Please use this identifier to cite or link to this item: http://hdl.handle.net/10174/3921

Title: Potential Attractiveness of Olive Beneficial Insects to Flowering Weeds
Authors: Belo, A.D.F.
Bennett, Richard
Ganhão, Elsa
Rei, Fernando
Torres, Laura
Keywords: Olive
beneficial insects
flowering weed
nectar
Issue Date: Feb-2011
Publisher: European Weed Research Society
Citation: A.F. Belo, R.N. Bennett, E. Ganhão, F. Rei, L. Torres. Potential Attractiveness of Olive Beneficial Insects to Flowering Weeds, Proc. of the 4rd Workshop of the European Weed Research Society Working Group: Weeds and Biodiversity, Dijon, France, 28 February - 3 March 2011, pg. 35.
Abstract: Nowadays, there is a growing concern about keeping olive groves in a good sanitary health with a decreasing input of pesticides. Increasing beneficial insect fauna is a novel, non-intrusive way to achieve this objective. To increase beneficial insect fauna, non-prey food availability must be enhanced, and that purpose can be attained by manipulating olive groves inter-rows natural weed vegetation. Amongst weeds naturally occurring in South Portugal olive grove inter-rows, 20 were chosen provided that they are nectar producers. Flowering period time and duration were additional choice criteria, ensuring that insects can feed on, at least, one flowering species at any time. In order to establish which weeds are more suitable to this purpose, their nectar production and accessibility for two natural olive beneficial insects - the parasitoid Psyttalia concolor and the pest predator Anthocoris nemoralis - were evaluated. Evaluation of floral morphology included measurements of the length of corolla tube (the distance between corolla insertion and the beginning of corolla lobes), length of whole corolla, major and minor width of corolla tube and diameter of corolla limb; all measurements were repeated on 30 corollas per species. Nectar production, concentration and sugar composition are also evaluated on 30 flowers per species. To protect flowers from insects visit and, therefore, nectar depletion, they were covered with bridal veil 24 h before collection. Nectar was extracted and quantified with capillary micropipettes (Drummond Microcaps®), and the sugar concentration was determined with a hand held refractometer (Atago®). Nectar was lyophilized for posterior composition determination through gas chromatography. Descriptive statistics of flower traits were calculated for each of the analyzed species. Classical statistical tests will be applied to correlate morphometric analyses of floral characteristics and nectar volume, concentration and composition will be searched for. After this initial phase, weed species attractiveness for Psyttalia concolor and Anthocoris nemoralis will be further evaluated with using an olfactometer. Research was financially supported by Fundação para a Ciência e Tecnologia (FCT), with partial funding from the European Fund for Regional Development, through the project PTDC/AGRAAM/ 100979/2008.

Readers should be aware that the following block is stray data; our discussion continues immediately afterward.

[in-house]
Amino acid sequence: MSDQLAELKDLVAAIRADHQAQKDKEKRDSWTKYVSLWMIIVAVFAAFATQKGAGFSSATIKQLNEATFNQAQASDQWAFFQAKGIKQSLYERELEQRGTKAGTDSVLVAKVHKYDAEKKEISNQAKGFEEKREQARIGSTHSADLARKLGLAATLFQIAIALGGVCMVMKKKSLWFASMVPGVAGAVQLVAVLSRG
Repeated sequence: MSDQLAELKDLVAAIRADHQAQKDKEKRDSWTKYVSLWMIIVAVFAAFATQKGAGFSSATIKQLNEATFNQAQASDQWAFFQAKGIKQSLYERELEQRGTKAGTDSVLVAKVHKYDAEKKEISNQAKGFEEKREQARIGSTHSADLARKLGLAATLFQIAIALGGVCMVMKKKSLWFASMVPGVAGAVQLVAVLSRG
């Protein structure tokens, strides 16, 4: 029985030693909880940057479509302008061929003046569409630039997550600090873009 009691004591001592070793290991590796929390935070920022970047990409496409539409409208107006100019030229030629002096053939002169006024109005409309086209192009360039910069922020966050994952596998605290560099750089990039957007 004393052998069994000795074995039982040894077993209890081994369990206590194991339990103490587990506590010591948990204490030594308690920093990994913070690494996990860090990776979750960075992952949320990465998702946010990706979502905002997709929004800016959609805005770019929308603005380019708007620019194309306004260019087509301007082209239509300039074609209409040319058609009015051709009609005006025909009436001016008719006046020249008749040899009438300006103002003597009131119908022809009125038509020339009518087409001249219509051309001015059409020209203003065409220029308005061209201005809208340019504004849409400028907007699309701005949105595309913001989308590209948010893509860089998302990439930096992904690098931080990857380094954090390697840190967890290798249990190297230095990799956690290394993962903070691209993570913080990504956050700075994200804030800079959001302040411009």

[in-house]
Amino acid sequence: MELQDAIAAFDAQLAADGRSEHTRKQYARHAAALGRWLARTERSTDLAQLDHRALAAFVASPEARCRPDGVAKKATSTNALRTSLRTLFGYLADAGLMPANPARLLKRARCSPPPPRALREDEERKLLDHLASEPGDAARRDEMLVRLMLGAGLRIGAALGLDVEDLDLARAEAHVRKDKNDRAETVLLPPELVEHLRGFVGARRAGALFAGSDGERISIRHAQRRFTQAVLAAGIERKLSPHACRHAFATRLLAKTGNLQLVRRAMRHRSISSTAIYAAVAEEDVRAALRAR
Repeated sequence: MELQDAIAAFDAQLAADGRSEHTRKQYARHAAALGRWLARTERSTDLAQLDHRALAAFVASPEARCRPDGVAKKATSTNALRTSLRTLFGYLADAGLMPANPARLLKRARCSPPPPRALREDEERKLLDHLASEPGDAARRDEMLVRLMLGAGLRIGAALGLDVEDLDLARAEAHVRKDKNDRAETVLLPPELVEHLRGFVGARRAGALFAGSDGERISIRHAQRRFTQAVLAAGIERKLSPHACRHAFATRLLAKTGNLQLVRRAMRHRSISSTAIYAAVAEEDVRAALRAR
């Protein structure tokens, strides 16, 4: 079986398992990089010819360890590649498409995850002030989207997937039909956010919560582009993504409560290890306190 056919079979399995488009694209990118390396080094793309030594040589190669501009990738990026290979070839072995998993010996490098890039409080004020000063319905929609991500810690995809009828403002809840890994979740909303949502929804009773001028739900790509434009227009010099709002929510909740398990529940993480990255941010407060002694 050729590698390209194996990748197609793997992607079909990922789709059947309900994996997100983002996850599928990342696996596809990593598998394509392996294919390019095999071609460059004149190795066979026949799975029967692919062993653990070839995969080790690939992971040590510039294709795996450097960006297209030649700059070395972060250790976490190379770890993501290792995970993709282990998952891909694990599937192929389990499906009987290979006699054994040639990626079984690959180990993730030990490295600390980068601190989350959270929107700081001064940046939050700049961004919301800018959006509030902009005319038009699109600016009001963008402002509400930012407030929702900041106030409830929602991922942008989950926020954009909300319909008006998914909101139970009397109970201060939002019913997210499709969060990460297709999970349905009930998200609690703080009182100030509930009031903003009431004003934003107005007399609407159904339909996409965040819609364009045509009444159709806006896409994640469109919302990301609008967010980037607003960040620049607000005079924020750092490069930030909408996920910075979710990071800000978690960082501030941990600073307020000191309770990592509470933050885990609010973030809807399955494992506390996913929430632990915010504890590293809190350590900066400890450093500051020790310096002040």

URI: http://www.ewrs.org/doc/EWRS_Biodiversity_Dijon_Proceedings_2011.pdf
http://hdl.handle.net/10174/3921
Type: lecture
Appears in Collections:BIO - Comunicações - Em Congressos Científicos Internacionais
ICAAM - Comunicações - Em Congressos Científicos Internacionais

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